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Is the “invisible hand” still relevant?

Adam Smith first talked about the invisible hand in the Wealth of Nations, expressing the view that by and large, competitive markets that are relatively free of government guidance do a better job of allocating resources than occurs when governments play a dominant role.

Stephen LeRoy, professor at the University of California, opens with this well-known economic premise in his Economic Letter which has just been published by the Federal Reserve Bank of San Francisco.

He notes that Smith’s view held a lot of credence as seen in the deregulation of financial and non-financial markets in the 1980s and subsequent decades. However, the current credit crisis has led many to revisit this question. Financial markets in recent years have appeared dysfunctional to an extent never previously imagined, raising the question as to whether Adam Smith got it wrong about private markets.

LeRoy then takes us on a tour that starts with Smith and follows through to Pareto, Arrow and Hayek, and notes that Pareto efficiency often does not survive in settings that allow for asymmetric information. So the balance between reliance on markets and government intervention is very much at the forefront of current debate.

He notes that: “Those who believe that unregulated markets generally work well express the view that misconceived interference by the government was the major cause of the crisis. In contrast, those who take a more critical view about the functioning of private markets believe that the crisis stemmed mainly from the destructive consequences of factors such as information asymmetries in financial markets and distortions to incentives that encouraged excessive risk-taking.”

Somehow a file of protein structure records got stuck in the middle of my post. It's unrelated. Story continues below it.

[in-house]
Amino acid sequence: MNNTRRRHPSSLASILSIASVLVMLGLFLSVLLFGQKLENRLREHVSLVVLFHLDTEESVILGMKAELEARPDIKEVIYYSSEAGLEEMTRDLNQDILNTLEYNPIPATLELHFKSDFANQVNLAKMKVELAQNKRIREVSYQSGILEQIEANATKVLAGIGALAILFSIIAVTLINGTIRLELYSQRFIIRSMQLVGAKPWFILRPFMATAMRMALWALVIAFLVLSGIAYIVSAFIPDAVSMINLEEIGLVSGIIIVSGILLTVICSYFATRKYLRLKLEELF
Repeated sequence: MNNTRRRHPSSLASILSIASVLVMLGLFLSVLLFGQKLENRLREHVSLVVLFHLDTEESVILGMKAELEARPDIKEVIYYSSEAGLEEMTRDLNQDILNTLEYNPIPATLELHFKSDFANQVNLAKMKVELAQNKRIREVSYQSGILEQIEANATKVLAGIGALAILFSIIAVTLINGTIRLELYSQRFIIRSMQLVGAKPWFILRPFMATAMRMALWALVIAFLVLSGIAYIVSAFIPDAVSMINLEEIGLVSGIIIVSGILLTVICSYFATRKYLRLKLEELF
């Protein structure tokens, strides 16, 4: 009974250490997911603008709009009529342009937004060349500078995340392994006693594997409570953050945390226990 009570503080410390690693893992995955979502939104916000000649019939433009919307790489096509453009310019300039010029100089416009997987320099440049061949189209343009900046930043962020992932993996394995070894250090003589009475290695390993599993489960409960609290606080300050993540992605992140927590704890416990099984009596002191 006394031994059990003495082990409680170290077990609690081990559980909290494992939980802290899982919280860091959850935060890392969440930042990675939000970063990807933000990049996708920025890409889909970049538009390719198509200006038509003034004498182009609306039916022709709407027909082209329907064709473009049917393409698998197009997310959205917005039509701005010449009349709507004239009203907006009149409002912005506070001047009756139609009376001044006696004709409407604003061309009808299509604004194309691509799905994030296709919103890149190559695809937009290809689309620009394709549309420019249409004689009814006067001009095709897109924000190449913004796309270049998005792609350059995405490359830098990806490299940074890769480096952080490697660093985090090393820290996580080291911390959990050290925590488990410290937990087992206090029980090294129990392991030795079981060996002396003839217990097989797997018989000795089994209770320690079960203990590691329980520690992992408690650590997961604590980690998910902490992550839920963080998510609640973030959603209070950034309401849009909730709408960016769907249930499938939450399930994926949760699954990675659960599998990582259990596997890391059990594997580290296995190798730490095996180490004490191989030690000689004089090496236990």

He concludes that opting for either of these extremes will not guarantee improvement in the performance of financial markets and prevent another crisis recurring. He says that “the problems are complex, and sweeping changes in the regulatory structure could do more harm than good. A better strategy may be to identify specific problems in the financial system and introduce regulatory changes that address these clearly defined weaknesses, such as executive compensation practices that encourage excessive risk-taking.”

This is an interesting short article taking the reader through the development of economic thought concerning competitive markets. To access the full article click here.

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Posted in market failure, Microeconomics

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